Students rally for sanity

November 5, 2010

Before this weekend, I could not actively visualize a quarter million people because I had never been around that many people at once. But this Saturday, I managed to survive both a parking lot with approximately 10,000 people and a rally with 250,000 people. In theory, I knew that these numbers were large but, until I was in the middle of the crowd, I didn’t realize just how large. In short, my experience at the Rally to Restore Sanity was nothing if not unique.

My Saturday started at 4:15 a.m., when most college students go to bed rather than wake up. But my friends and I managed to wake up on time, and we reached Citi Field, the home of the New York Mets, a little before the 5:30 a.m. deadline. Unfortunately, that is also when our adventure started to go astray from what we had planned. Shuffling 10,000 people onto 200 buses is not easy. Not surprisingly, the line onto these buses moved slowly; first we got stuck in traffic and then we got stuck waiting in line.

On this Oct. 30, 2010, however, even standing in line was not uneventful. We saw Arianna Huffington, one of the founders of The Huffington Post. More relevantly, she was also the one who decided to bus as many people as were interested from New York to Washington, D.C. With several cameras beside her, she walked past the line of people waiting for the buses. Although I was not able to speak to her, it was an exciting break in the monotony of waiting in the cold.

While I shifted from foot-to-foot in an effort to stay warm in the remaining dark, I curiously looked to see what types of people were congregated to take the journey to Washington D.C. Although there were more 30-and-younger aged people than any other age group, I was pleasantly surprised by the diversity. Already, some of these people had signs with them. One such sign read, “American Presidents are not Hitler.”

The bus ride was long, of course, but relatively uneventful. Still, we were all eager to get off the bus because we arrived two hours late. In fact, we only had two-and-a-half hours in the city after six hours of bus time. As we climbed off the bus somewhat bleary eyed, it was only then that I started to realize exactly how large a number 250,000 is. The Metro stop closest to our bus stop was so packed with waiting people that we decided to cut our losses and walk to the next station. Even four stops from the Washington Mall, the rally’s presence was clearly affecting the public-transportation system.

Finally, my friends and I arrived near the Washington Mall, several blocks away from the big event. Being several hours late, however, we did not find an optimal viewing location. In fact, we even had difficulty seeing the large screen and we could only hear some of what was happening on the stage.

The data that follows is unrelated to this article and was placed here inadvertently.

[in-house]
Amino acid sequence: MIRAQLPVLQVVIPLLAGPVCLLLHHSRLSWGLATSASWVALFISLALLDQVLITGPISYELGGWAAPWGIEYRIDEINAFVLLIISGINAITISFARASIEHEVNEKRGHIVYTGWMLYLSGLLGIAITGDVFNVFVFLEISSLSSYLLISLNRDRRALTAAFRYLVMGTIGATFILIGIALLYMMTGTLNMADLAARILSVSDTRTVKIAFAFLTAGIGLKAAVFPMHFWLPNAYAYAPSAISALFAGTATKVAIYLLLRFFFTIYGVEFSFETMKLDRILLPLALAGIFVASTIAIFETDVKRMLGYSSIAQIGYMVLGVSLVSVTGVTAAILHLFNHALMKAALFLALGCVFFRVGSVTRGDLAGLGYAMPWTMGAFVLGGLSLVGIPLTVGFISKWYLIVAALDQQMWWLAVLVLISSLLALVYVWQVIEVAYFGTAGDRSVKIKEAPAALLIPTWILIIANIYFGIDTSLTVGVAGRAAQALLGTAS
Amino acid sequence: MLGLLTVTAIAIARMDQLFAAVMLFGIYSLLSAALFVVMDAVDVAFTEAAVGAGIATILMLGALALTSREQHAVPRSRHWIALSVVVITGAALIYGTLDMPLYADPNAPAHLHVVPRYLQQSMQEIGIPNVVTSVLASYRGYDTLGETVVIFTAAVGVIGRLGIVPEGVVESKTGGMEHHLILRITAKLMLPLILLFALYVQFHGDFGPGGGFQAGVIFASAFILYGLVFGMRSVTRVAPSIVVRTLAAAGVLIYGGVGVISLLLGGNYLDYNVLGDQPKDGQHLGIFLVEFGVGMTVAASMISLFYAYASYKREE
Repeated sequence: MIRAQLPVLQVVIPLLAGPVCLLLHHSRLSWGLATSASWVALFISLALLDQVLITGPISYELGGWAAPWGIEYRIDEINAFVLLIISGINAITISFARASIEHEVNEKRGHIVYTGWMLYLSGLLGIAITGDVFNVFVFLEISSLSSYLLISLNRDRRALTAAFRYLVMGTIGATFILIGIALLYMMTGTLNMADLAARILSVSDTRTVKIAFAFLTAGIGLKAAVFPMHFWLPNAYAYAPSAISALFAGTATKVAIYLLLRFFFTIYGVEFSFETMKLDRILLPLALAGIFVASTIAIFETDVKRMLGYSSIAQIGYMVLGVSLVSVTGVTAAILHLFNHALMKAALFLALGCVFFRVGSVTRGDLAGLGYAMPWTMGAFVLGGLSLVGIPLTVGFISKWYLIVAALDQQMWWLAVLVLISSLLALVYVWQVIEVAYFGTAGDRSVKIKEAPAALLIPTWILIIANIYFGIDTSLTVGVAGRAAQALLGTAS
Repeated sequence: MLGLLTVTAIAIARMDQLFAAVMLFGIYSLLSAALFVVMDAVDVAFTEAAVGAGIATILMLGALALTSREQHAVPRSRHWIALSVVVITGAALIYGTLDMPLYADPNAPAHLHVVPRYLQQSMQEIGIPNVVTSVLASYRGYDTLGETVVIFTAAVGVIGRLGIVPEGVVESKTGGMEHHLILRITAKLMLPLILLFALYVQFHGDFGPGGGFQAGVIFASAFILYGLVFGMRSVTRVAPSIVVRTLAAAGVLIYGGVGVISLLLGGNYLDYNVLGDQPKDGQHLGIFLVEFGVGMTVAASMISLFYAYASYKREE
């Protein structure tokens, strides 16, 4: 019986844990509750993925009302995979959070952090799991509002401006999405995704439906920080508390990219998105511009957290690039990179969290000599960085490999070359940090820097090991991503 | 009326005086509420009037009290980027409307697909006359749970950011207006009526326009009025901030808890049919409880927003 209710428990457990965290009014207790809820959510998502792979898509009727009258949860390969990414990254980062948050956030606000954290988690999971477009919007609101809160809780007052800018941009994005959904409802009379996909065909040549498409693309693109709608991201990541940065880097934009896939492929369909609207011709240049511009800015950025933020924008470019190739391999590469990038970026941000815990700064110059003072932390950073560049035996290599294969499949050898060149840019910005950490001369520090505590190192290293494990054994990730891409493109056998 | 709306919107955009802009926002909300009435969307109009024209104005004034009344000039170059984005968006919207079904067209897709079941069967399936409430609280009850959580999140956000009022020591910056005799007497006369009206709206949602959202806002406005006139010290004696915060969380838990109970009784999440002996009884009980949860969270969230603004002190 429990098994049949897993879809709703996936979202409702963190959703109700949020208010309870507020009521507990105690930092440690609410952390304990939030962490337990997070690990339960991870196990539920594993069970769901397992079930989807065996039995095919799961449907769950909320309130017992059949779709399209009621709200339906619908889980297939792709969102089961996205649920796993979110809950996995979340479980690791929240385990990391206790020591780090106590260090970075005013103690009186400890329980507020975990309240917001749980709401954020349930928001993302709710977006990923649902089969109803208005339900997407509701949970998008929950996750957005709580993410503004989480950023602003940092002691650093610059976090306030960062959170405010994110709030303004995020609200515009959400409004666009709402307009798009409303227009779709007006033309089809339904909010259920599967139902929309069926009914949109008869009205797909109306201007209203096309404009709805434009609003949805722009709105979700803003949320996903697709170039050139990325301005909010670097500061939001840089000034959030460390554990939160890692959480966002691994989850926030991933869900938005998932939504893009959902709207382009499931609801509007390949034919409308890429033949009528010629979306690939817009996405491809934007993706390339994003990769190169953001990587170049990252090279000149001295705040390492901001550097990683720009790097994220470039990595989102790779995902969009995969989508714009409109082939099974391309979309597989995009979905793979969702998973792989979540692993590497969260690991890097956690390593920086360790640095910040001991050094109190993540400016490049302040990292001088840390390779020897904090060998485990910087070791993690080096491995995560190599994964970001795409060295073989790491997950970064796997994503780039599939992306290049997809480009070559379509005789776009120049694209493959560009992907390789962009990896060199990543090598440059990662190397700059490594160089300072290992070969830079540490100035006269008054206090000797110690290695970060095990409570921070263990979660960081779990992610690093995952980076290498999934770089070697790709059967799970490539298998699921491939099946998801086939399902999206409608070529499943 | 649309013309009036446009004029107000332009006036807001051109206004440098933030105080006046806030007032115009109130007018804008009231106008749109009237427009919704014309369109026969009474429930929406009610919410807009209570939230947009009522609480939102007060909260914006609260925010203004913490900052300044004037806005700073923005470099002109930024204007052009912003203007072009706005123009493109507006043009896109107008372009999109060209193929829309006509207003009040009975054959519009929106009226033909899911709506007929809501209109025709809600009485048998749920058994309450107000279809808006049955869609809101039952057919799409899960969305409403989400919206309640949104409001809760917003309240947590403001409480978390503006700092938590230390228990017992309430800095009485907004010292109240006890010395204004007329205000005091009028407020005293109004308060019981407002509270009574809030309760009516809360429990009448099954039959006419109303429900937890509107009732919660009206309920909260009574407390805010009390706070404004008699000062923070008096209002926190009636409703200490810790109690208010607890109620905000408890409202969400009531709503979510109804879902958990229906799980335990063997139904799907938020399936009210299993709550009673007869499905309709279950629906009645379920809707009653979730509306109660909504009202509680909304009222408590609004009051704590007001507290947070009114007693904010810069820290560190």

Now that I was at the actual rally, I enjoyed reading more entertaining signs. They included some absurd signs with lines such as, “I like pancakes because they are round” and “terror network, Fox News.” There were also some more relevant signs, including, “I want you to stop being afraid of other Americans, of other religions, of other classes, of speaking out. You’re Americans first, act like it!” which depicted the emblematic symbol of Uncle Sam.

Here, the diversity of people impressed me even more than it did at Citi Field and I even saw several babies. Perhaps even more importantly, the rally was relatively calm. Of course, the crowd was extremely tight and collectively loud, but I didn’t see individuals yelling unless in applause to what Jon Stewart and Stephen Colbert were saying. When so many people collectively cheered or laughed, I did wish that I could hear what was going on, but I consoled myself with the knowledge that I could watch it on YouTube later.

Several days after returning to Brandeis, I have fulfilled my promise to myself. I did read Jon Stewart’s closing remarks as well as some articles discussing the rally. After reading this material, I think Stewart’s comment that “we live now in hard times, not end times. And we can have animus, and not be enemies. But unfortunately, one of our main tools in delineating the two broke” summarizes this closing speech well.

My group of friends and I were hardly the only Brandeisians to make the 10-hour trek to Washington D.C. for the weekend. The Brandeis Democrats organized a trip as well. This group arrived several hours before my group did, having driven straight from Boston through the night. When asked what she thought of this trip, Laura Goodman ’11, a Brandeis Democrat, answered that “although I didn’t think it was very funny, it was great to be there.” She appreciated the general feel of the rally and the chance to be a part of such a large event.

Andy Hogan ’11 also attended the rally and had positive things to say about the event. Like Laura and myself, he appreciated the experience of the crowd and said that “being a part of the crowd was interesting because I did not see one instance of loud, violent speech.” In addition, Andy explained that this positivity was directed toward a strong message that “seemed to transcend politics. [Stewart] was reminding each individual person that America is not collapsing.”

It seems that what I gathered from the day was somewhat paralleled by Goodman and Hogan. And ultimately, considering that I was in Washington D.C. for such a short time and that I was not able to hear or see much, was it still worth the journey? I would say yes; the uniqueness of the situation was well worth the travel time. Even from my locations on the fringes of the rally, it was still fun to be part of such a well-meaning crowd. Given the opportunity, it was not an event that I wanted to miss. Although I cannot deny that The Rally to Restore Sanity was somewhat anti-climatic, it was still cool to be one of the 250,000 rallying for sanity.

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